Tuesday, November 11, 2008

Insomniacs Club with Art Blakey & The Jazz Messengers


The origins of the Messengers are in a series of groups led or co-led by Blakey and pianist Horace Silver, though the name was not used on the earliest of their recordings. The most celebrated of these early records (credited to "The Art Blakey Quintet"), is A Night at Birdland from February 1954, one of the earliest commercially released "live" jazz records. This featured Silver, Blakey, the young trumpeter Clifford Brown, alto saxophonist Lou Donaldson and bassist Curly Russell. The "Jazz Messengers" name was first used on a 1954 recording nominally led by Silver, with Blakey, Hank Mobley, Kenny Dorham and Doug Watkins — the same quintet would record The Jazz Messengers at the Cafe Bohemia the following year, still as a collective. Donald Byrd replaced Dorham, and the group recorded an album called simply The Jazz Messengers for Columbia Records in 1956. Blakey took over the group name when Silver left after the band's first year (taking Mobley, Byrd and Watkins with him to form a new quintet with a variety of drummers), and the band was known as "Art Blakey and the Jazz Messengers" from then onwards.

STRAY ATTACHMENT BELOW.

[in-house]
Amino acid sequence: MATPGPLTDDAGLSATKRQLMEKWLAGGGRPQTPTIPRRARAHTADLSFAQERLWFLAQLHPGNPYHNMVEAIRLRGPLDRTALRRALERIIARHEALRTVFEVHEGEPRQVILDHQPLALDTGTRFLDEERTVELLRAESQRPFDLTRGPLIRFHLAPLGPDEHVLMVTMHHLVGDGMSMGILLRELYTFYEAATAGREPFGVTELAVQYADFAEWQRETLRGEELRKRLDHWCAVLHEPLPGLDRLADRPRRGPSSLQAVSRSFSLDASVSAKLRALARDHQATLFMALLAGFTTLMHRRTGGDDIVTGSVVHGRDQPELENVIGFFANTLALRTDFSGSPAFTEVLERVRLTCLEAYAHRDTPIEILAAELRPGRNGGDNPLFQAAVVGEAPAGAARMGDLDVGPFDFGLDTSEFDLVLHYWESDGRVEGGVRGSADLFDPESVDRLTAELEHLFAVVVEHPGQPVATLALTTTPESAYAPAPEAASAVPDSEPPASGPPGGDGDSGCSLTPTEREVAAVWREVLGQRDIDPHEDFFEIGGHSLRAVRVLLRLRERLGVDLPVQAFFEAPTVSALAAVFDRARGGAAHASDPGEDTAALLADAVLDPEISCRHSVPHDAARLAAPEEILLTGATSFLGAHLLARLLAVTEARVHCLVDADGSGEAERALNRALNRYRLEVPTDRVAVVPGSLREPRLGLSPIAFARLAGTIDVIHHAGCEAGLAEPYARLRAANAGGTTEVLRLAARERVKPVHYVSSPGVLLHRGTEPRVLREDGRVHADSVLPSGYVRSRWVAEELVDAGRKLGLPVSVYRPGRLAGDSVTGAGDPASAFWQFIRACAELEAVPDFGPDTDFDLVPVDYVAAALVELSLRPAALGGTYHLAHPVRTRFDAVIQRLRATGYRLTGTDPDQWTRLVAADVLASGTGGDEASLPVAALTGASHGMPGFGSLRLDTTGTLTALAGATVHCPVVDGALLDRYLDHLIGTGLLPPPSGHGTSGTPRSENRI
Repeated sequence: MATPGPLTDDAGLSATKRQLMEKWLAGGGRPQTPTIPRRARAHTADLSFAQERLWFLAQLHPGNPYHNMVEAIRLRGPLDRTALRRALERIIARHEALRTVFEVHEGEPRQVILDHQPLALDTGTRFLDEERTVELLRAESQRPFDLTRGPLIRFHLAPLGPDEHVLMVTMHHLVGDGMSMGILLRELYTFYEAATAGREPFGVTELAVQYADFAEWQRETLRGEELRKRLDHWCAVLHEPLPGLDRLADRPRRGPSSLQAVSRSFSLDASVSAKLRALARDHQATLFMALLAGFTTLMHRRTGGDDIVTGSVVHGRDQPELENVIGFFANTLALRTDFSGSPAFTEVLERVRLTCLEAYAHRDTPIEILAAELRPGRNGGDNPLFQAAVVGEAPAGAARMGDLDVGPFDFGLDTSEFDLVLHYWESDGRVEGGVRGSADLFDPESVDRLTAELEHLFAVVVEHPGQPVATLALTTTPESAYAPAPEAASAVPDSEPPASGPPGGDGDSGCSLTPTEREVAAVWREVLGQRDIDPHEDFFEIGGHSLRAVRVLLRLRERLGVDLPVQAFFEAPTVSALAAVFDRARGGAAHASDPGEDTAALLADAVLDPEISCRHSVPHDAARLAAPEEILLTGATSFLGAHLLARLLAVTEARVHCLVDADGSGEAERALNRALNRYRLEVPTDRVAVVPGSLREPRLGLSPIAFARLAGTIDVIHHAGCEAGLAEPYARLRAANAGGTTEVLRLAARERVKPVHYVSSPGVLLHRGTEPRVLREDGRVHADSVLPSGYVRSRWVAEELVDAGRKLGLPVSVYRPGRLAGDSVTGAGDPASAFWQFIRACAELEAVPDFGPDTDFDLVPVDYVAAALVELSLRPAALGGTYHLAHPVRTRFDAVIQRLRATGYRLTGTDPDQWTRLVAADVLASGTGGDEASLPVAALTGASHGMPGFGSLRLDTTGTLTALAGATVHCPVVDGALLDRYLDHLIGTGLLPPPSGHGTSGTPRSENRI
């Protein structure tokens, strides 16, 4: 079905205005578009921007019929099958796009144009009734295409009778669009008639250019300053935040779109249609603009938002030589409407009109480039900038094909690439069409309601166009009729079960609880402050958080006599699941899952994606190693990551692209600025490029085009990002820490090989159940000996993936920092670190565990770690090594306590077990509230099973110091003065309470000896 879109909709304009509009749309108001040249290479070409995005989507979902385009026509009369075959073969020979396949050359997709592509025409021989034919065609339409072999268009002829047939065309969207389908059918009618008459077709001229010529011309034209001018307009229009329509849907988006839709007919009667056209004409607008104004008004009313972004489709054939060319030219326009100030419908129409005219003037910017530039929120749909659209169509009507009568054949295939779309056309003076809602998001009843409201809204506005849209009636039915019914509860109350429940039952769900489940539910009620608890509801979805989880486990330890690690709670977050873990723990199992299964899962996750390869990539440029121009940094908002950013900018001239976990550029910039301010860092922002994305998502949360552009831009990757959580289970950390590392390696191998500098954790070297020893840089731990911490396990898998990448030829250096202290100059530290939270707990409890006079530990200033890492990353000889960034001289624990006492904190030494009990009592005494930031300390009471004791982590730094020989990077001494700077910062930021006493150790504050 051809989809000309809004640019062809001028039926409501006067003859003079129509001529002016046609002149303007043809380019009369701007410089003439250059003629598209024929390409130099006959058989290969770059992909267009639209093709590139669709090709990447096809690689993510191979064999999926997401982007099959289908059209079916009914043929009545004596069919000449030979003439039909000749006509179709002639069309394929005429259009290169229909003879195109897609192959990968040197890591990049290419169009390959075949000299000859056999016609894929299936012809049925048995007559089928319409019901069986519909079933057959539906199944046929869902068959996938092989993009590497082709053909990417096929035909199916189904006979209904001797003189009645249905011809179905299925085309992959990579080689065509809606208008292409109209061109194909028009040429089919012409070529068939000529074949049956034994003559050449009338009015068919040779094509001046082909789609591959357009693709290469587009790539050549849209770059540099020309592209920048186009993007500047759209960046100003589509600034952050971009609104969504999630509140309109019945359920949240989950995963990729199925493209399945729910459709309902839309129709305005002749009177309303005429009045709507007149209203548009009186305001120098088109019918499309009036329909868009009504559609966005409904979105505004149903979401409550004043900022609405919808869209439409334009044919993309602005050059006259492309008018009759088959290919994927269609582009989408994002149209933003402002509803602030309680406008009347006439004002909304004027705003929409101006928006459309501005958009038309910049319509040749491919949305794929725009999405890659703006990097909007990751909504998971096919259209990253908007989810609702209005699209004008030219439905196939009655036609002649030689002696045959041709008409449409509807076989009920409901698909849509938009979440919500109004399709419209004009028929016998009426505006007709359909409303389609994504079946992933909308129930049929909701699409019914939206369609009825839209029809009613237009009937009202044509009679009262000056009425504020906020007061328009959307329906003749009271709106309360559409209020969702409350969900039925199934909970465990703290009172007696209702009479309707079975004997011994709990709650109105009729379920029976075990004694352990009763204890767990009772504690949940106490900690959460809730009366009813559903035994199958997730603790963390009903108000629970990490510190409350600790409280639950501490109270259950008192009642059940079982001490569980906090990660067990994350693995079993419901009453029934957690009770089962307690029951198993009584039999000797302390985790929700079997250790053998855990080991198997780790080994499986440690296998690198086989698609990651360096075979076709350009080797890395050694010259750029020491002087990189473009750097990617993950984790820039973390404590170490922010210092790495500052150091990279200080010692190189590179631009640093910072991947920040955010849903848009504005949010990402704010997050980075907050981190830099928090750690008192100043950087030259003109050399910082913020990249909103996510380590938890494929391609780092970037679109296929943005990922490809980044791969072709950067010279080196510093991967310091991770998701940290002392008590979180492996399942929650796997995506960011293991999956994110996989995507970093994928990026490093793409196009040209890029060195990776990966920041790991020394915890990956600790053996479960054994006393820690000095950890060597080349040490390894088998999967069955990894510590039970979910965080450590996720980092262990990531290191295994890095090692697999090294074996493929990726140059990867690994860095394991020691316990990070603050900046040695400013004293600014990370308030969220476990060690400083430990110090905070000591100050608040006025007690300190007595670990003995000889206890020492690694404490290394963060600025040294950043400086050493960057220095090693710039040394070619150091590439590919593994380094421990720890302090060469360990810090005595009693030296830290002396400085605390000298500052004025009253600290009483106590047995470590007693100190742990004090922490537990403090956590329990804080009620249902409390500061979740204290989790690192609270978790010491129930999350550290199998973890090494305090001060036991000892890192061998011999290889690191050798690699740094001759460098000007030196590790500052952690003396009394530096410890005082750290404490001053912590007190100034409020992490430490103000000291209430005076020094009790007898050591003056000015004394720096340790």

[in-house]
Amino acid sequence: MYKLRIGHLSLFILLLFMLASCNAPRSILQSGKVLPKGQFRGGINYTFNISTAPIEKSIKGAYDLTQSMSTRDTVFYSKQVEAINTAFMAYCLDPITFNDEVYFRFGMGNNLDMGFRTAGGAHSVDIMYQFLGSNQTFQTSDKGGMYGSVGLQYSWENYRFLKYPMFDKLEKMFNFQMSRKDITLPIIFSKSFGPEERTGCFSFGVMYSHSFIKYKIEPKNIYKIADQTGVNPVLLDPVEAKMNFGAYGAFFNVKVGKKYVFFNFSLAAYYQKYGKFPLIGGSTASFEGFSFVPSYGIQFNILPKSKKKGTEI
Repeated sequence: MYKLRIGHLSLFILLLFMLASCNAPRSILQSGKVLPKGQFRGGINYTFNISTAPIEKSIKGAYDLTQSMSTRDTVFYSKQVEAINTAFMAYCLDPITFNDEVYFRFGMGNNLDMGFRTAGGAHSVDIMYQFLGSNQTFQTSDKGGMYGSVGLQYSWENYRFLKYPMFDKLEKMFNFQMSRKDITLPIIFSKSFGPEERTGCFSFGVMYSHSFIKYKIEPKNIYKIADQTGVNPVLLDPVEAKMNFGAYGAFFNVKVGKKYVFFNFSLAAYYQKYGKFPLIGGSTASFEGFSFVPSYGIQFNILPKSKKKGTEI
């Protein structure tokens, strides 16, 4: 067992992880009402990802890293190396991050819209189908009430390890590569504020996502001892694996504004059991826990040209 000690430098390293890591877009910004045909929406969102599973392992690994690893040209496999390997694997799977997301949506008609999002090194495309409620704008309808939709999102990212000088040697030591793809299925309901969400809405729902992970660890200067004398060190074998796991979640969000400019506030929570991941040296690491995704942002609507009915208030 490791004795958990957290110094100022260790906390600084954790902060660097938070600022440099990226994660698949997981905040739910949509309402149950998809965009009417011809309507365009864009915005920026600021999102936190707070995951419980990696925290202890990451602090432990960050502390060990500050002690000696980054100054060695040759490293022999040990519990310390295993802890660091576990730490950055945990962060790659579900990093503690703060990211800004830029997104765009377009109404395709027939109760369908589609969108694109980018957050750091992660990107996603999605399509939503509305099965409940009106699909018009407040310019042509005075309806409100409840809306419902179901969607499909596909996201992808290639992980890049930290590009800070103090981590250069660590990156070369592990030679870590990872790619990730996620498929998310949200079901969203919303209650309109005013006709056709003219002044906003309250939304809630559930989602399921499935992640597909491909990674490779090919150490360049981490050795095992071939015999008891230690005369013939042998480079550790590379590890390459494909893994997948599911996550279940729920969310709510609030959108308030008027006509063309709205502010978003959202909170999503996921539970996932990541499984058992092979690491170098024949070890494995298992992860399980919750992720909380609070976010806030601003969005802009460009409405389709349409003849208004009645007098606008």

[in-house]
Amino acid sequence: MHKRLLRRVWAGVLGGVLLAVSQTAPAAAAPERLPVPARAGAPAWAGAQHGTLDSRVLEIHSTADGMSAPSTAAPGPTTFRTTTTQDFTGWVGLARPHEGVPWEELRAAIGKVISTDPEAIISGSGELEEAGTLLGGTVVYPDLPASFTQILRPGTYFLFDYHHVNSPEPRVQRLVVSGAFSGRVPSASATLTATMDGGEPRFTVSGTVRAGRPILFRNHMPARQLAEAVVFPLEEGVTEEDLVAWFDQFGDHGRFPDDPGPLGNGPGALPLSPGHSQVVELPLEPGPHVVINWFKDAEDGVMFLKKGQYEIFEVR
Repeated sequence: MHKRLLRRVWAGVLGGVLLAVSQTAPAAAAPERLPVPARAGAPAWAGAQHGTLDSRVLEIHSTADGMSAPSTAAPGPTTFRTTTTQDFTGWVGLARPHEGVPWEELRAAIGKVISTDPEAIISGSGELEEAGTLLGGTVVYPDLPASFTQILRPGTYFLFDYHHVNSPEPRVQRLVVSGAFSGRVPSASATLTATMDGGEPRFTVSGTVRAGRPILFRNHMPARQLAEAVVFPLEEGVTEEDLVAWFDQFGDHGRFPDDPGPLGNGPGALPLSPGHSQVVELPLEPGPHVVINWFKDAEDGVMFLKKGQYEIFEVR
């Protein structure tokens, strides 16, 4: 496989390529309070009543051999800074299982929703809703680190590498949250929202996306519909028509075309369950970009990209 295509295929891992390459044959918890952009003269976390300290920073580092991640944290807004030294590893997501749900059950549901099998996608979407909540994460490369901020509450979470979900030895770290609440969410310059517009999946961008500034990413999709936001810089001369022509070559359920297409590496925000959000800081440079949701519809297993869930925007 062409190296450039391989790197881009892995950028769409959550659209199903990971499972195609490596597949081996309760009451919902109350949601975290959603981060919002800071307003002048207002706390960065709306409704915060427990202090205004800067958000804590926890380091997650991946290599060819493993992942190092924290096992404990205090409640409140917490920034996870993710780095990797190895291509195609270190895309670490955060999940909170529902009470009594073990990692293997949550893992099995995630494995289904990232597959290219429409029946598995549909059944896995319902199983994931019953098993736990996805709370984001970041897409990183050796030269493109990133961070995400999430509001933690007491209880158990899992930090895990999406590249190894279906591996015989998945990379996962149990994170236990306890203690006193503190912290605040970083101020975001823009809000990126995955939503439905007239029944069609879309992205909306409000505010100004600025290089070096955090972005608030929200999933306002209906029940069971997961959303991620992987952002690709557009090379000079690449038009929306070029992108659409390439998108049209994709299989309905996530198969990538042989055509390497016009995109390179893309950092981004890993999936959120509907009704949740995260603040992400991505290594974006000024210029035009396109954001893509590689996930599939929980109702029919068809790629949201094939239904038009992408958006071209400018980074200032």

From 1959 to 1961 the group featured Wayne Shorter on tenor saxophone, Jymie Merritt, Lee Morgan, and Bobby Timmons. The second (1961-1964) was a sextet that added trombonist Curtis Fuller and replaced Morgan and Timmons with Freddie Hubbard and Cedar Walton, respectively. Shorter was the musical director of the group, and many of his original compositions such as "Lester Left Town" remained staples of Blakey's repertoire even after Shorter's departure. (Other players over the years made permanent marks on Blakey's repertoire — Timmons, composer of "Dat Dere" and "Moanin'", Benny Golson, composer of "Along Came Betty" and "Are You Real", and, later, Bobby Watson.) Shorter's more experimental inclinations pushed the band at the time into an engagement with the 1960s "New Thing", as it was called: the influence of Coltrane's contemporary records on Impulse! is evident on Free For All (1964), often cited as the greatest document of the Shorter-era Messengers (and certainly one of the most fearsomely powerful examples of hard bop on record).

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